A one-day conference hosted by NSBE–BMAC, the Baltimore chapter of NSBE Professionals, brought more than 50 engineers, technologists, entrepreneurs and others to Hotel RL in downtown Baltimore on Saturday, Nov. 11. The goal of the event, named Minority Innovation Weekend (MIW), was to provide knowledge to enable individuals to turn their technology-based ideas or concepts into viable startup companies.
The conference included presentations by subject matter experts on seven topics, among them "Defining the Competition," "Going to Market," "The Pitch" and "Innovating on the Side." McKeever Conwell of Maryland Technology Development Corporation (MD TEDCO) presented on "Defining & Validating Your Idea" and "Funding Your Idea." TEDCO supports the Minority Business Pre-Seed Fund, a partnership between TEDCO and The Harbor Bank of Maryland to fund minority entrepreneurs who have tech-focused ideas.
Sherika Wynter led the MIW session
on "Going to Market."
A panel of four startup founders discussed "The Startup Scene in Baltimore," and entrepreneur Luke Cooper gave the keynote address, sharing with the audience some of the challenges he's overcome in his life journey, from his youth in housing projects near New York City to his current position as founder and CEO of Fixt, a fast-growing smartphone and tablet computer repair company. The goal, Cooper said, is not "building great businesses" but to "use them for some greater purpose."
Lack of racial diversity among financially successful technology entrepreneurs motivated NSBE–BMAC to hold its event.
"With the number of funded tech startups among people of color being around 1 percent, we felt that this was an important program to help get more people of color into the tech startup world," said Chapter President William Redmond.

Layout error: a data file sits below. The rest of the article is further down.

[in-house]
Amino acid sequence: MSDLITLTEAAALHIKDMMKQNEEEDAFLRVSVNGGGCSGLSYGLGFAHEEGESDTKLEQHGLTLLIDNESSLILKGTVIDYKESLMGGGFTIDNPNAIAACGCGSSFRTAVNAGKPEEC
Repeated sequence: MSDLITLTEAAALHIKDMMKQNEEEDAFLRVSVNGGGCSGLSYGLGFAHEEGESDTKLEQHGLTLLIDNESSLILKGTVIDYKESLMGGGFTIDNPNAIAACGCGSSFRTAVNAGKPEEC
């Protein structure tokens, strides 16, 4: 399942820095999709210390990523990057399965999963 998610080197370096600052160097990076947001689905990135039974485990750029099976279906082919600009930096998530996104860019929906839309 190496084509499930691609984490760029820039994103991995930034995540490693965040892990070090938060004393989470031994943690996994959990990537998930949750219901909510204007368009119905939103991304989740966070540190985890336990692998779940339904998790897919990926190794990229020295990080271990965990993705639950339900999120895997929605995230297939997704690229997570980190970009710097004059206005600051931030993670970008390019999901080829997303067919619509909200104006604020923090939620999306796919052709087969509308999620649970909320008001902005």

The Minority Innovation Weekend was a collaborative effort: NSBE–BMAC's partners to promote the event were the Society of Hispanic Professional Engineers – Washington, D.C. Chapter, the National Society of Black Engineers – Washington, D.C. Metro Area Chapter, the Greater Baltimore Urban League's Greater Baltimore Leadership Association, the Arab American Association of Engineers and Architects – Capital Area, the Morgan State University Entrepreneurial Development & Assistance Center (EDAC), the Black MBA Association – Washington, D.C., and the National Society of Black Engineers – Greater Philadelphia Professionals.
The conference was sponsored by The Harbor Bank of Maryland, Will Holmes Consulting, Thomas & Wynter, and Ricky Venters Enterprises.
Calvin A. Young, a former NSBE national chair (2012–13), said his current work as vice president for The Harbor Bank Community Development Corporation aligns with NSBE's mission.
Duane Rollins explained the advantages
of "MVP" over prototyping.
"Harbor Bank was founded to fill the need of access to financial products and services in this urban market," Young said. "Sponsoring this event tied in well with initiatives in our community development corporation such as our pre-seed fund used to invest in minority startups."

Teresa Clower joined others in giving Minority Innovation Weekend a good review.
"As the CEO and founder of a new start-up, the conference generated a lot of ideas about how to continue to expand my market position and my qualifications as a viable partner for more established entities," Clower said. "Overall, it was well-organized, the content was solid, speakers were stellar, and most importantly, it was affordable…. I was able to network with potential business/community partners."
Derek Westray, the conference coordinator, said NSBE–BMAC plans to expand the chapter's entrepreneurship training.
"NSBE–BMAC hopes to build upon the success of MIW 2017 and increase the amount of content provided for MIW 2018," Westray wrote. "We hope to partner with other organizations in order to build a Minority Innovation Entrepreneurship Program."

- Photos by Quamina Image -